Fashion Show Leverages Student Talent From Multiple Disciplines

Columbia students come together to produce and promote an end-of-year showcase of student fashion designs.

Sometimes an event is more than an event. It’s an opportunity.  

And that’s what students from different disciplines at Columbia College Chicago learned with this year’s Made@Columbia* fashion show, which was held twice during Columbia’s celebration of student work — the Manifest Arts Festival.  

From designing the looks to producing the show’s film clips to branding and promoting the event itself, Made@Columbia provided Columbia students a platform to apply their talents and skills while growing their know-how in various fields.  

Creating the Buzz 

In Assistant Professor Tom Eslinger’s Fashion Advertising class, students developed the branding and promotions around the show and the VIP pre-event where this year’s Made@Columbia designers met members of the fashion industry. Their mission: To promote the event and develop everything from marketing to social media, including store front windows for each designer.

“It’s all been very hands-on,” says Ava Gotzkowsky, a senior studying Communication. “And it was an opportunity to solidify my writing abilities.” 

Senior Graeme Cote, an Advertising major who is getting a minor in Graphic Design, acknowledges that the project had its frustrations, but the pay-off was worth it.  

“It's a good experience,” he says. “And it's a great resume piece.”  

students at table in classroom

Truly a Team Effort 

Eslinger’s students weren’t the only ones to create work for their portfolios. Associate Professor Jeffrey Spitz’s Advanced Topics in Documentary: Fashion Production class created film shorts for the fashion show, featuring designer interviews and behind-the-scenes footage of the designers and models at work. To promote accessibility, ASL Assistant Professor Matt Andersen and Associate Professor Angela Malcomson brought in ASL students to incorporate interpretation into the films.   

Other students and student groups who helped with the fashion show included:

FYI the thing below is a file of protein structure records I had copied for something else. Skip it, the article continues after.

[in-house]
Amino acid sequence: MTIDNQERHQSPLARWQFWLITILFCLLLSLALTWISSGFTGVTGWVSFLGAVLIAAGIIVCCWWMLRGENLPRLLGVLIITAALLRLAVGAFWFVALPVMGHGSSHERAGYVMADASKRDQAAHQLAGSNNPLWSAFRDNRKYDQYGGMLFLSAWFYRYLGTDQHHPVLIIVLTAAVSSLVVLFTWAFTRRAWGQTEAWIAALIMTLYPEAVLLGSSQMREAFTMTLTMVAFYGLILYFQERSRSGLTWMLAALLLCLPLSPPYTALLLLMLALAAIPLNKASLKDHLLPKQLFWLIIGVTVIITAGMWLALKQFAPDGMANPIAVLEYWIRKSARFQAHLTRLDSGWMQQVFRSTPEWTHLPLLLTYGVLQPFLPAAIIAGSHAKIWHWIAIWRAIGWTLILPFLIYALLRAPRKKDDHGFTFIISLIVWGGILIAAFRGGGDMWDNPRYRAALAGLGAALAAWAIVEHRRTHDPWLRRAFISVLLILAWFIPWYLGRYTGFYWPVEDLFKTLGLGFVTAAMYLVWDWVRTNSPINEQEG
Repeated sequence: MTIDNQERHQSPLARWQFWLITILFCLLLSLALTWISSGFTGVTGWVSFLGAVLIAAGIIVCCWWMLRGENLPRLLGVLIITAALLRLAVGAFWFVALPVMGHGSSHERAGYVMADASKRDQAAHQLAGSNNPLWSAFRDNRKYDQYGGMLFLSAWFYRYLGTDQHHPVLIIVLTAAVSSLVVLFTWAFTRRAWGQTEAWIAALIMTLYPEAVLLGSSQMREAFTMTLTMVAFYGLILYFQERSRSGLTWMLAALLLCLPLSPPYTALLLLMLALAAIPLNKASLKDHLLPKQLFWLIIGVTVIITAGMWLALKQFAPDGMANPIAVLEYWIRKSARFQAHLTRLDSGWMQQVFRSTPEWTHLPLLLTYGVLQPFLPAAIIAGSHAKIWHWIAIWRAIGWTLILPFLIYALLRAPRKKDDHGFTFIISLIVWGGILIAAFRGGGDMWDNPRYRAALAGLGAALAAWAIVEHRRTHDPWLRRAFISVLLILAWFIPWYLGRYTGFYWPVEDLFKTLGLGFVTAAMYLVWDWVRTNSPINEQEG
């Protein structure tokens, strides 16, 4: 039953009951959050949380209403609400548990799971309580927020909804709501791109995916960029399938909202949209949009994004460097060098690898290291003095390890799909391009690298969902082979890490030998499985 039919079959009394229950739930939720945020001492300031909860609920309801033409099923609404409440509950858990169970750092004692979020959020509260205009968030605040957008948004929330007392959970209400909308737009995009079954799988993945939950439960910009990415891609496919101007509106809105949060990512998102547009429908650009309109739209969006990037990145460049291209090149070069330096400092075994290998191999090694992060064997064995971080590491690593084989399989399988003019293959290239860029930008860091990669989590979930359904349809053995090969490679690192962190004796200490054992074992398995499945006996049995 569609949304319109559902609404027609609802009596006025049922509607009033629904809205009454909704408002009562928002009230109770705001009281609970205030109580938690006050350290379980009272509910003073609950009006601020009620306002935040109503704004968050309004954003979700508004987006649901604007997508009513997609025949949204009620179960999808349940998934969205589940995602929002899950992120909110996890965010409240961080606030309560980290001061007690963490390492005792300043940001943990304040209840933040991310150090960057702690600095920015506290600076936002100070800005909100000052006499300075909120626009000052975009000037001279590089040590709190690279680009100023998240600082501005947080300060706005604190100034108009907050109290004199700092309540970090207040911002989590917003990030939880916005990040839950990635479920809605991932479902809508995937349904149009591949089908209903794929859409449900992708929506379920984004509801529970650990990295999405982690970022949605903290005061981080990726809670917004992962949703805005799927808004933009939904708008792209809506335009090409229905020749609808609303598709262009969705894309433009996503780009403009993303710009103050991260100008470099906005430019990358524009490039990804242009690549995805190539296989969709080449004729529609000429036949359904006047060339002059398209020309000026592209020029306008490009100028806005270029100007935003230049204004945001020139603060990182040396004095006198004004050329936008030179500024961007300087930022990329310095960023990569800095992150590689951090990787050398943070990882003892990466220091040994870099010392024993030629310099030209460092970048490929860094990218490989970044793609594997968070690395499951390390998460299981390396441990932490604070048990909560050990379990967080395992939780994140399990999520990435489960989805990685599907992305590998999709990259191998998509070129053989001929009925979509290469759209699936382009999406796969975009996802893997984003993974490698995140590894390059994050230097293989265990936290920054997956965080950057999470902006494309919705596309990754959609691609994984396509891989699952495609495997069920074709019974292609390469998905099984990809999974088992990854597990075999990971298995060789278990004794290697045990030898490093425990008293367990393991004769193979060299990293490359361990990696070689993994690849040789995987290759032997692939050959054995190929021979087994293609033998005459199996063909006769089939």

• Art Direction in Fashion students who focused on the development of the show and all the design and preparation that goes into it. 
  • Models from Picture Perfect, a campus organization that helps aspiring student models, designers, and media creatives learn the skills needed to thrive in the fashion industry. 
  • Photographers, including Jordan Jefferson ’24 who was the photography producer for the show’s look book. 
  • Graphic Design students Gracie Bloom and Sophia Ricciardi who put together the show’s program booklet.  
  • Audio Soundscape Organizer Annabella Thourton ’24, an Audio Arts and Fashion Studies major, who helped build excitement just prior to the show via sound. 
  • Journalism major Miranda Bucio ’24 and senior Haven Hathaway who wrote articles for the fashion show program book. 

Designers Take Center Stage 

At the center of it all, though, were the student designers themselves. 

“The designer is pretty much the glue of this interdisciplinary effort,” says Justin Dougan-LeBlanc who teaches Art Direction in Fashion. 

The four designers featured in the show — Adam Salame, Norma Espinoza, Madison Chain, and Lexie Jones (see photo below) — developed their collections for their BFA thesis classes with Assistant Professor Jenny Leigh DuPuis and Associate Professor Virginia Heaven, who recently retired after 22 years of teaching.

four designers standing in front of fox 32 tv station sign

Each designer created ten looks for the show and presented their unique style, drawing inspiration from everything from their heritage to marine biology to body image to queer culture.  

The fashion shows attracted large crowds who cheered on the models and designers. But as Dougan-LeBlanc noted, the show represented more than just fashion student work, but that of so many other talented students.  

“Everything that people saw was decided by the students.”  


*Note: Made@Columbia is a student-run, collaborative fashion show made possible by a grant from the Driehaus Design Initiative. The Fashion Studies Department also received support from Macy’s for Manifest activities.